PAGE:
*to what extent the charts are determined by the acceptance of the audience vs the acceptance of the music industry vs even acceptance of the female artists themselves is another debate, of course.

  5. 35
    Tom on 30 Jul 2009 #

    I’m struggling to see any FSSWG in the number ones list

    How soon we forget

  6. 36
    Jonathan Bogart on 30 Jul 2009 #

    @29: “But then, the 80s to 90s drop-off is more stupefying when you look at #1 singles by all UK artists. It’s really something that needs to be explained.”

    I would have thought it was fairly simple, glancing through the lists; the drop-off is actually between the first half of the 80s, when MTV kept British acts in the forefront of American pop consciousness, and the back half of the 80s, when domestic pop took back the airwaves, plus the end of 60s/70s holdovers (Rod Stewart, Phil Collins, ex-Beatles, etc.) having much chart traction.

    Punk was the moment when American and UK pop diverged for good; inertia and MTV obscured that fact for a half-dozen years, and by the time the 90s hit, they were basically different worlds. (To be way, way, too reductive.)

  7. 37
    Elsa on 30 Jul 2009 #

    36: As to your first paragraph, no. The drop-off is between the ’80s and the ’90s.
    Check it out:
    US #1s by UK artists 1986-1989… 30
    US #1s by UK artists 1990-1993… 5

    Your second paragraph seems accurate, though. I also suspect Billboard’s switchover to the Soundscan system in 1991 may have had something to do with it. From that point on R&B and hip-hop have dominated, since from ’91 on those genres could no longer be ghetto-ized.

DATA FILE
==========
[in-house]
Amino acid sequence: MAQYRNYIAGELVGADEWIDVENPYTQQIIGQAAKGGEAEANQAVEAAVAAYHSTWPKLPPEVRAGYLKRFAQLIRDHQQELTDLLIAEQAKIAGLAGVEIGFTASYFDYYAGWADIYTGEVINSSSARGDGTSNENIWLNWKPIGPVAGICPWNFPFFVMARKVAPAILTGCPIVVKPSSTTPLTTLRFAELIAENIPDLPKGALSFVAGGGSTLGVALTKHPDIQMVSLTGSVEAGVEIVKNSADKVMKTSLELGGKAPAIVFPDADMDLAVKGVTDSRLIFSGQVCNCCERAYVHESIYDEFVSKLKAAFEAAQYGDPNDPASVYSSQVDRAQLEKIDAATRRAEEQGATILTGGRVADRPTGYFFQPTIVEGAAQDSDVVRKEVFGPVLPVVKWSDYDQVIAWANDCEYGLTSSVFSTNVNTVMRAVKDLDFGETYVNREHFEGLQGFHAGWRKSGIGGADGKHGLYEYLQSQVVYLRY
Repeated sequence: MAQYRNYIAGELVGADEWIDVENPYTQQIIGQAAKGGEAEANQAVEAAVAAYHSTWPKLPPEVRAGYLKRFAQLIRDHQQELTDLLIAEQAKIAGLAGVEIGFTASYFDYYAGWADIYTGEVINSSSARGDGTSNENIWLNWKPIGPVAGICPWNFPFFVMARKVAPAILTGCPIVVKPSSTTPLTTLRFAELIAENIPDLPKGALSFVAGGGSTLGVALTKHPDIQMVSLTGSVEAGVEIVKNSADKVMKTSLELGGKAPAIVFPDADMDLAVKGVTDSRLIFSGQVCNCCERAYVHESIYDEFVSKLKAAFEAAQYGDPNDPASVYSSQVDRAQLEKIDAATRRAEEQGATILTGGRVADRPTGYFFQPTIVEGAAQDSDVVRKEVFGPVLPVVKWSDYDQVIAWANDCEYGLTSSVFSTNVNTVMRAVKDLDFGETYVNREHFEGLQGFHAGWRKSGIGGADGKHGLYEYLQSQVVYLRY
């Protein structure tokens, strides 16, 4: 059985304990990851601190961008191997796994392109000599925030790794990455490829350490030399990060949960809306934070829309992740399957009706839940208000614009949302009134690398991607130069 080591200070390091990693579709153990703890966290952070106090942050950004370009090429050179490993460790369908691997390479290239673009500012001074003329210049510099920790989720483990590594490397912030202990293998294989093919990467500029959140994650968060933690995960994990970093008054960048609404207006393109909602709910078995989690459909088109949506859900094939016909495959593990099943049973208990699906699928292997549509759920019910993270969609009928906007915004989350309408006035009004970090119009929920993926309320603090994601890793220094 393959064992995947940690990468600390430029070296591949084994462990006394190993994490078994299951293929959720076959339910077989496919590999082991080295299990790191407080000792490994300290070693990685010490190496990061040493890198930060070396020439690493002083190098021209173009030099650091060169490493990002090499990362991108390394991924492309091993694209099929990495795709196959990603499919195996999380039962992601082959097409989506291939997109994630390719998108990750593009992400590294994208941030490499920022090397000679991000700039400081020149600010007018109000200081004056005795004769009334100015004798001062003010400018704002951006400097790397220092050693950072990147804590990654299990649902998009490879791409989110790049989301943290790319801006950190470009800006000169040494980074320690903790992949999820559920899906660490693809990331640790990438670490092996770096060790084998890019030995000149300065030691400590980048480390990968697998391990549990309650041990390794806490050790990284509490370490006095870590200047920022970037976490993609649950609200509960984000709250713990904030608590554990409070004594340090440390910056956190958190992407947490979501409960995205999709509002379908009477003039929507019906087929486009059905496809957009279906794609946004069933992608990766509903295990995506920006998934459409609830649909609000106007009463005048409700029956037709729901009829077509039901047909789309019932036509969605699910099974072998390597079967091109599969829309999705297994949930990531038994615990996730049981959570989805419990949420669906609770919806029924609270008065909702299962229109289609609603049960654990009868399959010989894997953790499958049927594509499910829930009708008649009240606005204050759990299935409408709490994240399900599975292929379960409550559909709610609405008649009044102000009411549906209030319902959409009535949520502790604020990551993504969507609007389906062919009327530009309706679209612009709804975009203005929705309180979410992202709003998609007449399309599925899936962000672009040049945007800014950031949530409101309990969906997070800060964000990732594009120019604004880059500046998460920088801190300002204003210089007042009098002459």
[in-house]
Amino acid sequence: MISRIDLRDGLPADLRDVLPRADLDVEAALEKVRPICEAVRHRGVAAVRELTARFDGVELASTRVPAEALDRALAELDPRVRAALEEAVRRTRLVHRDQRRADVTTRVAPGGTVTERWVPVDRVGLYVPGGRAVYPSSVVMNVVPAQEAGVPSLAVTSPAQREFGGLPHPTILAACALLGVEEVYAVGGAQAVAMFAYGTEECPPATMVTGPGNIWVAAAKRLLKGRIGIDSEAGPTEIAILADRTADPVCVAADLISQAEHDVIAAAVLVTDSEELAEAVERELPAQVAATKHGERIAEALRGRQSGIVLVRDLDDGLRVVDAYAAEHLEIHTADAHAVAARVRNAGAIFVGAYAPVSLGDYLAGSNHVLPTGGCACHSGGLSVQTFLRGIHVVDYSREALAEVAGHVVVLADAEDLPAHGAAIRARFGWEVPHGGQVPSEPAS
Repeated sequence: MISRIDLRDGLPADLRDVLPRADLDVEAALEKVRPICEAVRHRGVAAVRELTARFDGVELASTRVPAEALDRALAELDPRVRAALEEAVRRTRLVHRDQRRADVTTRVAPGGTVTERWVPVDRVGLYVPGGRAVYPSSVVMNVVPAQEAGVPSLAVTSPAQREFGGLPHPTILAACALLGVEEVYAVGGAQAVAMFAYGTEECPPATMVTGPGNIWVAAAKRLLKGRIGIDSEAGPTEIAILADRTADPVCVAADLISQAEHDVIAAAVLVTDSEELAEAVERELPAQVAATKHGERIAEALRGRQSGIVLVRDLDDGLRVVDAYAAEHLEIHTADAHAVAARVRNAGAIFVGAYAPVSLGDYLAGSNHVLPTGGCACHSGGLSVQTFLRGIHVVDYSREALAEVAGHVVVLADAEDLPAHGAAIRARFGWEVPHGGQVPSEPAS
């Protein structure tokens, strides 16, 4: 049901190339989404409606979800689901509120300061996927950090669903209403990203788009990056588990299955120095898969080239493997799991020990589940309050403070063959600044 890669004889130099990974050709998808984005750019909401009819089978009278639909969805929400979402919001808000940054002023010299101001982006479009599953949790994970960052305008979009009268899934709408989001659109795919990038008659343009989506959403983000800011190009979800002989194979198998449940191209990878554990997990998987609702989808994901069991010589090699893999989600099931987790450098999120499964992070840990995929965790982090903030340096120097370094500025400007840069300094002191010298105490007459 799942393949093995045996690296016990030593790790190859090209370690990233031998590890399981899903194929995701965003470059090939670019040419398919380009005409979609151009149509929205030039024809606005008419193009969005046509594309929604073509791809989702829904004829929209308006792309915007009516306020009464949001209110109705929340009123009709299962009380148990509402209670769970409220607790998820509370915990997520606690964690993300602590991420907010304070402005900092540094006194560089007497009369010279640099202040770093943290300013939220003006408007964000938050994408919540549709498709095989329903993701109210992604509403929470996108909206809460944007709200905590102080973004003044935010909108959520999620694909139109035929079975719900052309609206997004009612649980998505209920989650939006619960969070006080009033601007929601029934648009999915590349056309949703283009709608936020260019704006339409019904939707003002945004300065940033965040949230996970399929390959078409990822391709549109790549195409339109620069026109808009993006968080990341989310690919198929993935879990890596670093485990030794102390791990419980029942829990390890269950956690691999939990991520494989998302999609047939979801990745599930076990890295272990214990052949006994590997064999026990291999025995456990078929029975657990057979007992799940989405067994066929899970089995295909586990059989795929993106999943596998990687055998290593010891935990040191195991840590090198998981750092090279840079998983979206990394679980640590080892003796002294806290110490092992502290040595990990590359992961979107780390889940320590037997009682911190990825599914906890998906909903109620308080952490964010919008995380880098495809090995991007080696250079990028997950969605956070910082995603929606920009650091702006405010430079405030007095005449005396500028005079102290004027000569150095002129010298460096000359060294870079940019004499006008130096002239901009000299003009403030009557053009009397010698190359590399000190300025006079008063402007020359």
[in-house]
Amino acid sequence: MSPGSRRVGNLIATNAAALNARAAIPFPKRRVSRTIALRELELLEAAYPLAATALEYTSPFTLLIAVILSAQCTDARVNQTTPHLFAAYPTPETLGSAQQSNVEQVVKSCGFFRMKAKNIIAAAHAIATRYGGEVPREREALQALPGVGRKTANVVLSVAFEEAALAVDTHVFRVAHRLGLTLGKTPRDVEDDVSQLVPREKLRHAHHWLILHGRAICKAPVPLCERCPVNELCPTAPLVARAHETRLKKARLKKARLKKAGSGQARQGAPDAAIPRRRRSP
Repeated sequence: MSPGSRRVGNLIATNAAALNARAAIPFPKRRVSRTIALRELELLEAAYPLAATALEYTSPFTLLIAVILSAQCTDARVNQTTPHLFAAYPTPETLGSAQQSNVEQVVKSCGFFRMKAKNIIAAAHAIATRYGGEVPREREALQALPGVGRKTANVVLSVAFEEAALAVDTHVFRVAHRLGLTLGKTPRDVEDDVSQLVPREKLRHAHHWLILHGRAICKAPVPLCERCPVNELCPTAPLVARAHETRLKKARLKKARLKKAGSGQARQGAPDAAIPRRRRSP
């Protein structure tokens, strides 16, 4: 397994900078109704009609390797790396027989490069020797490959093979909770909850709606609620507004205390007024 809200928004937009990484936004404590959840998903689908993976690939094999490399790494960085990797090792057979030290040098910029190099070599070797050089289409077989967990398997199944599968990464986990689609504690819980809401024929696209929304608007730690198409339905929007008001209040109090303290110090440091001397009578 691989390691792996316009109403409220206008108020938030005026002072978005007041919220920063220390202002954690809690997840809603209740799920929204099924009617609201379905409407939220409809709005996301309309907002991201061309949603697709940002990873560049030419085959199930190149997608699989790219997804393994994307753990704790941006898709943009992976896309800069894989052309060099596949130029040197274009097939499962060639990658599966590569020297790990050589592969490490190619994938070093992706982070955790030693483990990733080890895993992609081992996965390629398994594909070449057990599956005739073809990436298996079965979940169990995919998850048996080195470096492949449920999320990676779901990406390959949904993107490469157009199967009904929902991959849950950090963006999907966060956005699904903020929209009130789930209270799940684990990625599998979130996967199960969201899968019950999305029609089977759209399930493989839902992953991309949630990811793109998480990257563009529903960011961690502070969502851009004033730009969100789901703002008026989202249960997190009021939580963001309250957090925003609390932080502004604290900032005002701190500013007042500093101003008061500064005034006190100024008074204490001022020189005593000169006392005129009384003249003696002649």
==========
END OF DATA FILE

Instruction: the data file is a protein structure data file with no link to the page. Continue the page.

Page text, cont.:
8. 38
    Jonathan Bogart on 30 Jul 2009 #

    Counting certainly beats eyeballing it. I retract.

  9. 39
    xyzzzz__ on 31 Jul 2009 #

    “My pet theory: as music becomes more portable (car stereos, boomboxes, Walkmen, MP3 players), music is increasingly experienced with significant amounts of background noise (traffic, airplanes, subways). In such situations, the higher pitches of female vocals gain an advantage, as they can cut through the frequency soup more effectively than lower-pitched (male) vocals. (I think: I don’t remember my amateur studies in acoustics very well.)”

    I like this! Please take it seriously and extend it!

  10. 40
    Steve Mannion on 31 Jul 2009 #

    Hmmm maybe that does sort of explain why much pop seems to be more treble-y and devoid of real low-end or sub-surface detail.

  11. 41
    lex on 31 Jul 2009 #

    ^^very good point, b/c there definitely has been a trend towards overdriven treble of late.